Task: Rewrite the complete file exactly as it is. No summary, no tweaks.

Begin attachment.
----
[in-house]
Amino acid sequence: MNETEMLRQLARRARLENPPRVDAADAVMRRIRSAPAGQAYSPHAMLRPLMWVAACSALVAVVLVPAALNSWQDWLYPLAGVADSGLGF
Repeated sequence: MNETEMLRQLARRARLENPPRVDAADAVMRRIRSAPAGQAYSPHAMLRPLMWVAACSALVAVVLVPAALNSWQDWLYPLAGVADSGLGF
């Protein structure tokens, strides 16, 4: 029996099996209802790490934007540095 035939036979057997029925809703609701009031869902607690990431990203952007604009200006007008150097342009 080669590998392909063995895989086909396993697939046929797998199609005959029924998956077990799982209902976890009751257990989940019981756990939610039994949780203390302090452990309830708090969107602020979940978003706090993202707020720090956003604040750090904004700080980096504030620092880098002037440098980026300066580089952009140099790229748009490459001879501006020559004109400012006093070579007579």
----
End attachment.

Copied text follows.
[in-house]
Amino acid sequence: MNETEMLRQLARRARLENPPRVDAADAVMRRIRSAPAGQAYSPHAMLRPLMWVAACSALVAVVLVPAALNSWQDWLYPLAGVADSGLGF
Repeated sequence: MNETEMLRQLARRARLENPPRVDAADAVMRRIRSAPAGQAYSPHAMLRPLMWVAACSALVAVVLVPAALNSWQDWLYPLAGVADSGLGF
């Protein structure tokens, strides 16, 4: 029996099996209802790490934007540095 035939036979057997029925809703609701009031869902607690990431990203952007604009200006007008150097342009 080669590998392909063995895989086909396993697939046929797998199609005959029924998956077990799982209902976890009751257990989940019981756990939610039994949780203390302090452990309830708090969107602020979940978003706090993202707020720090956003604040750090904004700080980096504030620092880098002037440098980026300066580089952009140099790229748009490459001879501006020559004109400012006093070579007579």